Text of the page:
That could simply have been because they didn’t want to walk into her, but then, people had been avoiding her for her entire life, so she didn’t really even notice it any more.

  For as far as she could see in every direction there were stalls and stands and tents, and then yet even more beyond that.

  She was not overly tall however and at sixteen years of age, she probably wasn’t going to get much taller. She sighed heavily and suspected that she would forever feel lost amidst this rough, endless sea of trade.

  Marcii slipped through the bustling, hurrying crowds, scurrying around her to and fro in every direction, unconsciously parting the waves as she went.

  Almost everyone she saw, whether they acknowledged her or not, she recognised.

  Having lived in Newmarket her entire life, the young Marcii Dougherty knew most people by face, if not by name. It was not the biggest town in the land, but its inhabitants numbered in the thousands rather than the hundreds.

  People hurried past her without looking, more often than not in a world of their own, focused on the overwhelming market and the deafening noise and the blinding colours.

  Marcii saw blacksmiths, tailors, barbers, coopers, farmers, people of all trades and occupations cutting around. Each was dressed just as appropriately and indeed as predictably as you might imagine.

  The Newmarket blacksmith strode across the square, taking broad strides as he went and carrying several sets of farming tools in his strong embrace. His thick leather apron was drawn about his stout frame and spotted with burn marks that had scorched the leather here and there.

  He knew Marcii quite well, but he was too tall and the square too crowded for him to see her.

  Next she saw the tailor: a tall, slim woman with short, cropped, chocolate coloured hair and similarly coloured, sharp eyes. Though she was some ways away across the square she spotted Marcii’s jet black hair, straight and long, through the teeming masses. Pausing her sweeping observation of the crowds for a second, she caught the gaze of Marcii’s bright, almost luminous yellow eyes, peering out from behind her black fringe.

  The tailor smiled falsel
y for a moment, for having caught the young Dougherty’s gaze she felt almost obliged to acknowledge her. But after a moment she looked away again, and she did not look back.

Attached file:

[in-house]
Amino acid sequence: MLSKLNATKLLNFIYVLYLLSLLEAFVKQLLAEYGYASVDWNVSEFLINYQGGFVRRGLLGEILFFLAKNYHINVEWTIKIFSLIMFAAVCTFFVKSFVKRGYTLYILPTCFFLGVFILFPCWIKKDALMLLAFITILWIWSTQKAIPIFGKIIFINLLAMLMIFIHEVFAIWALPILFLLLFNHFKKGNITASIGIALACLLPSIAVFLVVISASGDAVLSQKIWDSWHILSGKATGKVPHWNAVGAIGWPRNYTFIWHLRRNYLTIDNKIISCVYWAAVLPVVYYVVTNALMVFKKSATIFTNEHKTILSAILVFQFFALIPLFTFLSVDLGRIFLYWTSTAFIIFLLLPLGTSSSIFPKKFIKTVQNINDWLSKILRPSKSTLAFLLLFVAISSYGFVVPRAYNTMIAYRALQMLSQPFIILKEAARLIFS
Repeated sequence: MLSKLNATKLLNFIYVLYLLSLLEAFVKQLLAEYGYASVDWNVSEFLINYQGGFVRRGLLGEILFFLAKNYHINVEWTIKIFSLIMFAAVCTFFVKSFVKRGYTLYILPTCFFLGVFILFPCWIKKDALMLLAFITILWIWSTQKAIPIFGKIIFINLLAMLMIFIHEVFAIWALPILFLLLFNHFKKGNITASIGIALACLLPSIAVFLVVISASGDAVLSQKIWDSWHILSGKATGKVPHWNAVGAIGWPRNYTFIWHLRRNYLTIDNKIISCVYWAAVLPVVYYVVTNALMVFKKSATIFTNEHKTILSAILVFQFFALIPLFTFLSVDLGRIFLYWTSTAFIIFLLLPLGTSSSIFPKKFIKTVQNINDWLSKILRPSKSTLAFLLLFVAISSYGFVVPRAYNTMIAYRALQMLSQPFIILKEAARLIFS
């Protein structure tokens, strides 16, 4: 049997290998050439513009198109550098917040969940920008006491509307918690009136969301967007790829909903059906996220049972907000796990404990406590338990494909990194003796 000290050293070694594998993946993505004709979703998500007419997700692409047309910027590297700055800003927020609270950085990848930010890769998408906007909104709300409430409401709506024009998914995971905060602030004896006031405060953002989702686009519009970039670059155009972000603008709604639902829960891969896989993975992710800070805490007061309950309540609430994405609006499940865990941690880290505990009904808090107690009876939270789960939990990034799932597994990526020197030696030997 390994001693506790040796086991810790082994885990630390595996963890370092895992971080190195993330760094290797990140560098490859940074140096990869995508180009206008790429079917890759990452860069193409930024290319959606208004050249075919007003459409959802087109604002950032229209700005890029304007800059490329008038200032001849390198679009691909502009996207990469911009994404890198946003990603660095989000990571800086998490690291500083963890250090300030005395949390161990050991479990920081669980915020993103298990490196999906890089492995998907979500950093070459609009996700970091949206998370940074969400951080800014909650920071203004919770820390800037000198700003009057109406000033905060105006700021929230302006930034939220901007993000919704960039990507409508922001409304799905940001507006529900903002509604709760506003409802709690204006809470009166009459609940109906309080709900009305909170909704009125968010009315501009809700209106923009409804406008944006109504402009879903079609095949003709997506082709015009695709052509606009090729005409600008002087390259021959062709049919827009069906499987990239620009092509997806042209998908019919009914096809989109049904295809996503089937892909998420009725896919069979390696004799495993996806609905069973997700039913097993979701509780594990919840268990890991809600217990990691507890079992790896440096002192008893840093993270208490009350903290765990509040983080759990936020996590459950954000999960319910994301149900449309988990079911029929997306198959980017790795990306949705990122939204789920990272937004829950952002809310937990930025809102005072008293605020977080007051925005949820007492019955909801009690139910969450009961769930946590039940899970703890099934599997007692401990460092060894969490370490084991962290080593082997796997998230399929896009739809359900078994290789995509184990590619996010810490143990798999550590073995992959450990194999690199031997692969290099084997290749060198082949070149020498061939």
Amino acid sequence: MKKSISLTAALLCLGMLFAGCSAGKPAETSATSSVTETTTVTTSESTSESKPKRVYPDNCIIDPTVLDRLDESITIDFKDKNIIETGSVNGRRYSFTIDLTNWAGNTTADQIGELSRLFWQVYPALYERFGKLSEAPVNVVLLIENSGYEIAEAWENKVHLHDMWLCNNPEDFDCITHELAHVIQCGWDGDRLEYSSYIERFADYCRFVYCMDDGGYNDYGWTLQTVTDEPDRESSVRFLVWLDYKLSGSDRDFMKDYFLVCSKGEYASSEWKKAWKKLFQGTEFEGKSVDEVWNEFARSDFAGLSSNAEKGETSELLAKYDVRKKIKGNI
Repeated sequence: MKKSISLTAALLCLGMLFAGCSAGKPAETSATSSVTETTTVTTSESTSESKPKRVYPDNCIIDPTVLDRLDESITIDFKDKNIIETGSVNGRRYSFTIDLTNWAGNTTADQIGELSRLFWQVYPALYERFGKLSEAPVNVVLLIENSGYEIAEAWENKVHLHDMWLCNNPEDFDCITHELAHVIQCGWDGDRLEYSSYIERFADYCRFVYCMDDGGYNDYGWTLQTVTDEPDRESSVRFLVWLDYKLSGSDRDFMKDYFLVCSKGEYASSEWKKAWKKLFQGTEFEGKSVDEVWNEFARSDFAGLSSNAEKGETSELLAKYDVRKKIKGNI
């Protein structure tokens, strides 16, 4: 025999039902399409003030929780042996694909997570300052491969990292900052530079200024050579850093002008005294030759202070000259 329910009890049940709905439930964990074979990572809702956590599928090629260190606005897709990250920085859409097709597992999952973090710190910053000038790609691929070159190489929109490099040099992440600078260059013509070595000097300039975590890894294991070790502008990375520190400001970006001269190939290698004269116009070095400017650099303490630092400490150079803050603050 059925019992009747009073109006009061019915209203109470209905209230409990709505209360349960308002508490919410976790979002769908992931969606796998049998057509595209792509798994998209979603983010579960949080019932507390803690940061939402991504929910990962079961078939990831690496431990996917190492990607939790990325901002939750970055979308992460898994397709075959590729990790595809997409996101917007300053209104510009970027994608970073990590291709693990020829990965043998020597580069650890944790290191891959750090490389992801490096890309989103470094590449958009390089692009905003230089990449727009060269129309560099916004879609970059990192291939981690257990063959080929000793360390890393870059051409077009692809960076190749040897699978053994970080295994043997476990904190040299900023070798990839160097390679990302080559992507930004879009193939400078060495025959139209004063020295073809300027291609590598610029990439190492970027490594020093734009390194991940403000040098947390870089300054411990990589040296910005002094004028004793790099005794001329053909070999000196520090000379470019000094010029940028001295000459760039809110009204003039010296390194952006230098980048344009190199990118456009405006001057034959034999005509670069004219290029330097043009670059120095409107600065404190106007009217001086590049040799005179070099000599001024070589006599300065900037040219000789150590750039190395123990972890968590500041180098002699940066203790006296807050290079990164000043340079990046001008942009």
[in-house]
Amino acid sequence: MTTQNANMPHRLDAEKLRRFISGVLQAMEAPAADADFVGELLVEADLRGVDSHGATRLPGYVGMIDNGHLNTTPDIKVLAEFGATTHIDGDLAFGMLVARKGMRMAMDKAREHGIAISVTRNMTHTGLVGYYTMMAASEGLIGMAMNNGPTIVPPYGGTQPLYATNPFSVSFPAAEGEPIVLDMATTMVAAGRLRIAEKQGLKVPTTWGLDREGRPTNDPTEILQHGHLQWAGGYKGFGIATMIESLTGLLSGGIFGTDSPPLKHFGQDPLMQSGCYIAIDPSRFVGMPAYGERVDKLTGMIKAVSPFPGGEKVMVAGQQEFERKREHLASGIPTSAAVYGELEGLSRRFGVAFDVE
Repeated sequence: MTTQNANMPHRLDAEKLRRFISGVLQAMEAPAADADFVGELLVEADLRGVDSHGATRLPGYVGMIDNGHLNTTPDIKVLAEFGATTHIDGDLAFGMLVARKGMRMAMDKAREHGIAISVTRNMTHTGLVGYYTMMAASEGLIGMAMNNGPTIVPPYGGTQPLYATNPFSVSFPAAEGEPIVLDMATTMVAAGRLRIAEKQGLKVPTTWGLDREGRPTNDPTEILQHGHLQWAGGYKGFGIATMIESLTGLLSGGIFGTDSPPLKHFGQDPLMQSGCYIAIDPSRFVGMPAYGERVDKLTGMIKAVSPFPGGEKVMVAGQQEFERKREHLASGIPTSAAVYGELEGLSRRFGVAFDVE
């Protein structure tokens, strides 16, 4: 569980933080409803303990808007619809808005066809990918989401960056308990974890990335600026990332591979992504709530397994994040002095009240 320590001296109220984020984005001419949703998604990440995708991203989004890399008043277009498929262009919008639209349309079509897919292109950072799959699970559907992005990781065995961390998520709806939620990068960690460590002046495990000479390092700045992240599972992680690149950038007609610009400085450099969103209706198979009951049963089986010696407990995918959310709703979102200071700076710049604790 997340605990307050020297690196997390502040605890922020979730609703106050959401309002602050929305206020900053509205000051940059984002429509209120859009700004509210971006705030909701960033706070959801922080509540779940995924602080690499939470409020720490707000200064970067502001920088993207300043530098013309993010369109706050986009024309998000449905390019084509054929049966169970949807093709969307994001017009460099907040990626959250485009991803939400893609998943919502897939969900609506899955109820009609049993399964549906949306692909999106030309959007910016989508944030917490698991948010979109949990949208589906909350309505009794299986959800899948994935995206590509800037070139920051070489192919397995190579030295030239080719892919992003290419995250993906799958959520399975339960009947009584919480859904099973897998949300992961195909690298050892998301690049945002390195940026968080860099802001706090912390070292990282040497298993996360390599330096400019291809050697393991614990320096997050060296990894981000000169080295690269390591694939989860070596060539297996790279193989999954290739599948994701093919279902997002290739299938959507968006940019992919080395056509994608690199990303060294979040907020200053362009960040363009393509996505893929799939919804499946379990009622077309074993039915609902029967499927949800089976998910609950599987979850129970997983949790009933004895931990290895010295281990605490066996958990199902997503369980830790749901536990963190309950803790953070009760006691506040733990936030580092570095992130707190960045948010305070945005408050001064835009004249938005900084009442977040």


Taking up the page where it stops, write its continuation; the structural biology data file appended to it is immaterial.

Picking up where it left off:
Marcii paid little attention, for such things she’d become accustomed to and rarely even noticed these days.

  She drifted between the stalls and tents, slicing her way through the crowds as if she were poisonous. Every time she settled at a stand she scanned the wares for sale quickly, pausing there only briefly, and moving on immediately whenever she didn’t find what she was looking for.

  The alluring scent of food and drink of all varieties reached her nostrils and her stomach growled fiercely in response, but she did not stop to eat.

  Her mother, Amanda Dougherty, had given her a very specific list of things she needed to buy. Marcii knew her mother would be very angry if she spent the money she’d given her on anything besides what was on that list.

  Once every four or five stalls or so Marcii paused for longer than just a few moments and dipped her small hands into the deep pockets of the brown, leather over jacket that she wore. The jacket was heavy but it kept the cold at bay, for the seasons were most definitely on the turn and the days were growing noticeably shorter and harsher.

  Retrieving the coins scattered about the very bottoms of her pockets and exchanging them for the goods she needed, Marcii purchased everything from vegetables and meats to cloth and kitchenware.

  All the stall owners served her without question, but there was no dispute that they eyed her warily as she approached, as if she was most certainly not to be trusted.

  This was likely not down to anything Marcii had actually done wrong.

  The very town itself had grown full and rife with distrust and fear of late.

  Nonetheless, Marcii was polite and courteous as ever, just as her parents had raised her and her older sister to be.

  She turned away from the stall she’d just visited, stuffing a bag of carrots into one of her deep pockets as she did so. Her step was quick and she almost collided with somebody standing close behind her, only catching the figure in the corner of her eye at the last second.